Once upon a time, a diary could be found underneath a tree. It would be bulky, with dog-eared pages, and lengthy anecdotes of a person’s day. Then came journals, which were a little more modern and concise but would still have in it some trinkets randomly tucked in and tacked on its pages—bookmarks, receipts, and even candy wrappers.
From a few years back, planners hit the waves. They were a little more organized, with dates and months pre-arranged in creatively doodled pages. You would just fill it in with your daily thoughts and future plans and just be done with the whole lot.
But in the age of Instagram and millennial mentality, where creativity and minimalism are a staple, the diary’s successor has almost became the bullet journal.
Bullet journaling, or BuJo in this hashtag-filled digital era, is a method by Ryder Carroll—an art (well, what do we expect) director from Brooklyn—dedicated to jotting down lists of almost anything under the sun. The list could be of your daily tasks, to-buys, or just random thoughts. These are lists that on can customize in terms of layout, color, and coding. Just browse through social media for hashtag Bujo and you would be bombarded with a myriad of layouts and samples.
But why should you even consider going Bujo, especially if you are a fan of the diary period? Well, here are three simple reasons:
The key to a perfectly personalized Bujo is its layout. How you divide it to calendar months, weeks, and days will depend on your visual capability. In one page, you will have to fit some days and its contents so you have got to be creative enough on how to position the lists. You can also customize your BuJo with colors and border designs of your choice. Are you the floral type of girl or a Scandi-design guy? Would you go for pinks and pastels? Or are you more on the black and white grids? Going BuJo would tap into your most creative side—it will be like personalizing your own apartment.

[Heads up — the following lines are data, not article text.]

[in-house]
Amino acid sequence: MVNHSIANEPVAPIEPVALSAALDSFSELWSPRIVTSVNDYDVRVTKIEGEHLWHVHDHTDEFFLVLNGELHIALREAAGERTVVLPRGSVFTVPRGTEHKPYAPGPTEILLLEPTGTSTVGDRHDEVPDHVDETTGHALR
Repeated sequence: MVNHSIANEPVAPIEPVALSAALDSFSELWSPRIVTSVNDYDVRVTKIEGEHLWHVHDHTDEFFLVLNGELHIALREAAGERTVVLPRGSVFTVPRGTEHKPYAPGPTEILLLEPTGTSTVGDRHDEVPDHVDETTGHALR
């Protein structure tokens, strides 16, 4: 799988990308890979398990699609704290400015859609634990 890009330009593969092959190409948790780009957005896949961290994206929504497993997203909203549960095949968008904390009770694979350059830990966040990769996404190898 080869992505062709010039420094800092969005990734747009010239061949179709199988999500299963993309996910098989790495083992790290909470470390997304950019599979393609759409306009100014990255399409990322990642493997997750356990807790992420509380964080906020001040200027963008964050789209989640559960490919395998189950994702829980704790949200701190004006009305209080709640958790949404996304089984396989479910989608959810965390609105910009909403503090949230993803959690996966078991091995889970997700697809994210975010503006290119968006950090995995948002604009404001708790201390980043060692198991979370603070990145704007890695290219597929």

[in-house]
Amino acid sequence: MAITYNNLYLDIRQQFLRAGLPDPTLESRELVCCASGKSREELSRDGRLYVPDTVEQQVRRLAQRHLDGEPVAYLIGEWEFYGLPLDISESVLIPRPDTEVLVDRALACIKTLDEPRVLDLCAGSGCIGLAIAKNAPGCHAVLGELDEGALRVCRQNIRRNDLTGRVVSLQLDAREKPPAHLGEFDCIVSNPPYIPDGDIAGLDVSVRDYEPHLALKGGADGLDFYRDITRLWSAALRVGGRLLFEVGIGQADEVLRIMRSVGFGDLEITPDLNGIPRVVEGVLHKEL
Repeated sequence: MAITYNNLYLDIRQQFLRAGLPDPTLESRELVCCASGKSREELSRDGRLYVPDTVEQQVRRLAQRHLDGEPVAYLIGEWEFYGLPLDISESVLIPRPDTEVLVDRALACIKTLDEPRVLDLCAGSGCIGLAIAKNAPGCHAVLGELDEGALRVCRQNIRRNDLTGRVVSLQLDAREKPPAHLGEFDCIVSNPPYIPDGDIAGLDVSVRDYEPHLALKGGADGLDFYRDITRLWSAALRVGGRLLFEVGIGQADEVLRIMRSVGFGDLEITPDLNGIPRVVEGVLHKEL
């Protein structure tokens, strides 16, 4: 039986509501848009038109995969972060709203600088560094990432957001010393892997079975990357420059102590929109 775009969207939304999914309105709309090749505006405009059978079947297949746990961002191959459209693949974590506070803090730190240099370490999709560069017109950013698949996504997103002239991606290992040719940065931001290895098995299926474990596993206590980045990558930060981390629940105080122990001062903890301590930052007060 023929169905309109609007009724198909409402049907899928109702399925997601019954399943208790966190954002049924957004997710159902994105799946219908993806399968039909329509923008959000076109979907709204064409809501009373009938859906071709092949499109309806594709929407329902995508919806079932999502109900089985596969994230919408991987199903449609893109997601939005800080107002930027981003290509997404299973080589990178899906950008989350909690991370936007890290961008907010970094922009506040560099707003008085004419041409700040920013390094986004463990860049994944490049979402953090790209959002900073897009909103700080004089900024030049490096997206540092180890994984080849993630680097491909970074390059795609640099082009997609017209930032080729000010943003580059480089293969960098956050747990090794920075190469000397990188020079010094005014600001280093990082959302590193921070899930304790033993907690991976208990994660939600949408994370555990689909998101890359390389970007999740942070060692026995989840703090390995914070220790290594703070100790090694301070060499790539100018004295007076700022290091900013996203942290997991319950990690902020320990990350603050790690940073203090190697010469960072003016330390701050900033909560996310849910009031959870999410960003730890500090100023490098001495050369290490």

Tip:While it’s true that you don’t need any special tools to keep a bullet journal, investing in good supplies would, more often than not, motivate and inspire you to work on your journal everyday because of the overall look and feel of your journal and pens.
Here are some of our suggestions for journals and pens you can start off using for your bullet journaling:
Since BuJo is a list, it helps you categorize your thoughts and assign them to particular groups. You can make a list for your next grocery run, of your fitness plan for the week, of your reports to be submitted (or home work, if you are still in school), of your meetings, and of anything you just want to make a list of. There is no need to paragraph your thoughts and make sure the transitions are cohesive the way you do with a good old diary. And as these are lists, you will not have difficulty finding what you need to. It’s more organized and logical.
Do you remember the ending chapters of Mockingjay from The Hunger Games trilogy? Katniss Everdeen makes a list in her head of every good deed she has seen someone do in a day. It helps her cope. BuJo works like that. There have been claims on how making lists helps overcome anxiety and depression. People with OCD will find this so much helpful, as well. Making lists let people feel that they are in control of some things in their life, thereby allowing them to feel more calm and relaxed.
With the many advantages of BuJo, it no longer comes a surprise that so many people are getting on this trend. Well, something as dainty and personal as the BuJo will surely find its way to the world governed by Pinterest and Instagram, don’t you think?